Background: Human papillomavirus (HPV) genotyping using next generation sequencing (NGS) could be useful to study the HPV variant-specific epidemiology, including monitoring for possible emergence of new HPV variants after introduction of HPV vaccination programs.
Objectives: We wished to design and validate a method for rapid HPV detection, typing and sequencing in clinical samples.
Study design: Plasmids of 15 different HPV types were mixed and serially diluted in human DNA in concentrations ranging from 1 to 100 copies per sample, amplified using the HPV general PCR primer pair PGMY and sequenced using 454 technology. Sixty cervical samples were tested both with the NGS-based method and with a comparison method based on genotyping using type-specific probes bound to fluorescent beads (Luminex). Thirty-three clinical samples were repeat tested using NGS to evaluate reproducibility.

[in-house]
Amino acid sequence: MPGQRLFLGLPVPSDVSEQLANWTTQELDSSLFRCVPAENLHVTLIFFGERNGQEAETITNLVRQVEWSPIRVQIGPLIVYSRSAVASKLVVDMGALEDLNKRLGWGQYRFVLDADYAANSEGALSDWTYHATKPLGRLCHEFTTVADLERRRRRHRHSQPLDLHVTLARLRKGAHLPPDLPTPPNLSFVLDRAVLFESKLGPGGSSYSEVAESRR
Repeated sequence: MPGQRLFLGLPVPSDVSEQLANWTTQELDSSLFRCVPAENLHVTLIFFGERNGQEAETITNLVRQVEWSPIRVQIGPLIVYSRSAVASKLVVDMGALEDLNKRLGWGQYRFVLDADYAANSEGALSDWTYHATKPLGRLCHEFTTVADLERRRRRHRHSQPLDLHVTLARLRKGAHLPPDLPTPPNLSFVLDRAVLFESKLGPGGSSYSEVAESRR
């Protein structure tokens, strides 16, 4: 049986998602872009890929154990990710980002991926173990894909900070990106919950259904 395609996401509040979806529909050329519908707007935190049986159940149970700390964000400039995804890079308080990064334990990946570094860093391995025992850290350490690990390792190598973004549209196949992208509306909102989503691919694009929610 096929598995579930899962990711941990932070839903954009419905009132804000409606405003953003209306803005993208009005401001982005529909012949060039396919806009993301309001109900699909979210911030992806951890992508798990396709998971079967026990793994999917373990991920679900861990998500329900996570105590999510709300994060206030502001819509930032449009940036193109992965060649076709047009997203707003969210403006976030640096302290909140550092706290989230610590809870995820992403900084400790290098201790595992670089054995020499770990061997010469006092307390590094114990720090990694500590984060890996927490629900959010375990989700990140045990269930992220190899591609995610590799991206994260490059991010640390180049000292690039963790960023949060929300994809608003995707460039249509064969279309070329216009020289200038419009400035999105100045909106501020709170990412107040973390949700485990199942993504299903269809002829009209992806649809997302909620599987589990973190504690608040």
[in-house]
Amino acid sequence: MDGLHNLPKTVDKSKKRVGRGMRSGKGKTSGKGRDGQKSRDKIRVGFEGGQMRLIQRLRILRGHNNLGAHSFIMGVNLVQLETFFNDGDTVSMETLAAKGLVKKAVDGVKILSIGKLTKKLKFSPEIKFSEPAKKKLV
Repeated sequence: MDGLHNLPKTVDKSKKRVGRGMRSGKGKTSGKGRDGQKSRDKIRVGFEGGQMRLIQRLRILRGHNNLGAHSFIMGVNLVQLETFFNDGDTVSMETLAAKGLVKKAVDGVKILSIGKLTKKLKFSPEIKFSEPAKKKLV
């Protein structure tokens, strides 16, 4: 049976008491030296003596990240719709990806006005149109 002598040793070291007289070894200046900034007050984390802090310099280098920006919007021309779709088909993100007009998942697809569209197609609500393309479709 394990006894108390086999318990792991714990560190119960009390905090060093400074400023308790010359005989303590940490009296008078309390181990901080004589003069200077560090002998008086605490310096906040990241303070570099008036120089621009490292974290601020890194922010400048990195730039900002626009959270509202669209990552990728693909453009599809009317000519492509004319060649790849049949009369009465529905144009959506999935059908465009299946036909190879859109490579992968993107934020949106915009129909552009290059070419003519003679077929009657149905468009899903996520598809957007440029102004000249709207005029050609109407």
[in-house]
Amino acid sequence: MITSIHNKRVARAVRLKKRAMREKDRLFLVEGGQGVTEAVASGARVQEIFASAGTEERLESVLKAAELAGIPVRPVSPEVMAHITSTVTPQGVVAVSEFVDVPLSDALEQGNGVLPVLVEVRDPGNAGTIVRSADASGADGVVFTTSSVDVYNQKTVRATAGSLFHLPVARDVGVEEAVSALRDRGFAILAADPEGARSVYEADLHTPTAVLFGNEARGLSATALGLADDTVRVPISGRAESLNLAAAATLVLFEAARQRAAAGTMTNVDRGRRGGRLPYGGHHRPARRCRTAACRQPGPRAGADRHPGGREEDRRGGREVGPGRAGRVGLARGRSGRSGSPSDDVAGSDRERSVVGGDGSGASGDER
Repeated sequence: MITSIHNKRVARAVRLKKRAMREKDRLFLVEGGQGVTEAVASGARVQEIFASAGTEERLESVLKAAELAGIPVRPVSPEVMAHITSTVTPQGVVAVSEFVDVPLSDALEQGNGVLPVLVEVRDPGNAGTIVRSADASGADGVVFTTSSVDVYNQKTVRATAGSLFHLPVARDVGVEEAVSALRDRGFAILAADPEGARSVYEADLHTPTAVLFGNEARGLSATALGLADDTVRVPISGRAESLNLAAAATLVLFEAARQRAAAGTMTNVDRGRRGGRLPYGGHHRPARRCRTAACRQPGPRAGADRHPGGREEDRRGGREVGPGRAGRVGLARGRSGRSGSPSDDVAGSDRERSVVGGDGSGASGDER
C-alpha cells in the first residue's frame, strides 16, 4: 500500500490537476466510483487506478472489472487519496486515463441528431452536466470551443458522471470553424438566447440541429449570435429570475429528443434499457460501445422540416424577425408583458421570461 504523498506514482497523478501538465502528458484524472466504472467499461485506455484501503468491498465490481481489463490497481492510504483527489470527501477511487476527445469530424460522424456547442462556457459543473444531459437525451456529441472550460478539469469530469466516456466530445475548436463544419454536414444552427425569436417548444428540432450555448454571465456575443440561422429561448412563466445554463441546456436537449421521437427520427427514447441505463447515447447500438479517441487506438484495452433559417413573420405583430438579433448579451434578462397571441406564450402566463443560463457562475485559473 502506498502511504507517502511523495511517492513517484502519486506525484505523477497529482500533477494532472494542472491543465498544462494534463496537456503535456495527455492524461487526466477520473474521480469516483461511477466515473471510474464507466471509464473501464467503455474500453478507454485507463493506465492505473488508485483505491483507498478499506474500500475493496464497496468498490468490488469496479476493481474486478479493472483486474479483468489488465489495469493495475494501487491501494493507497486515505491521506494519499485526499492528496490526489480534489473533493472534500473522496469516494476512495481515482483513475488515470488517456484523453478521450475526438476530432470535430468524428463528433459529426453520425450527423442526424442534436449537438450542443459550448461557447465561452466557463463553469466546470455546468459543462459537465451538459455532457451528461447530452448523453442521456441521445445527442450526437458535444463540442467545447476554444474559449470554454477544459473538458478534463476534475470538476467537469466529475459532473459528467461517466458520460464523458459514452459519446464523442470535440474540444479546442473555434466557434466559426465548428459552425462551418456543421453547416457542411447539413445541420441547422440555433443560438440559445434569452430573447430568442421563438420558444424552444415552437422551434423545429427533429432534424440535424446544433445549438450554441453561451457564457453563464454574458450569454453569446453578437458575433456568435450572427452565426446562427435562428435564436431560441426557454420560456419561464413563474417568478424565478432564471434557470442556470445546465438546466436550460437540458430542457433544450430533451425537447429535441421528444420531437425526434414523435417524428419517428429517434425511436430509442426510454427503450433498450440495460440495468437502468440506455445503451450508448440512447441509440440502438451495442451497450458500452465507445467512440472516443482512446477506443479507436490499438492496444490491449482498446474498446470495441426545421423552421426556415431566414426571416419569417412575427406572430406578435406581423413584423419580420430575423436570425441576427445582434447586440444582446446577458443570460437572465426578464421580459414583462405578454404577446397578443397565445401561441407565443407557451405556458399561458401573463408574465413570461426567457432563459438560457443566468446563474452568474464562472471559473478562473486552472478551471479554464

Results: The NGS-based method correctly identified all 15 mixed HPV types when present in 100 copies/sample and 13/15 types when present in 10 copies/sample. For 36/60 cervical samples genotyping results using NGS and Luminex were identical. For 12/60 samples the NGS method was more sensitive than the Luminex test and most of the remaining discrepancies could be explained by the different type coverage of the assays. Reproducibility testing found complete or partial concordance in 30/33 samples.
Conclusions: NGS provides a sensitive and accurate method for genotyping of HPV. The fact that also the amplimer sequence is obtained could be important for studying the epidemiology of viral variants and monitoring of HPV vaccination.
Keywords: CIN; GS; GS junior; HPV; High throughput sequencing; Human papillomavirus; Luminex; MID; NGS; Next generation sequencing; cervical intraepithelial neoplasia; emPCR; emulsion PCR; genome sequencer; human papillomavirus; multiplex identifier; next generation sequencing.
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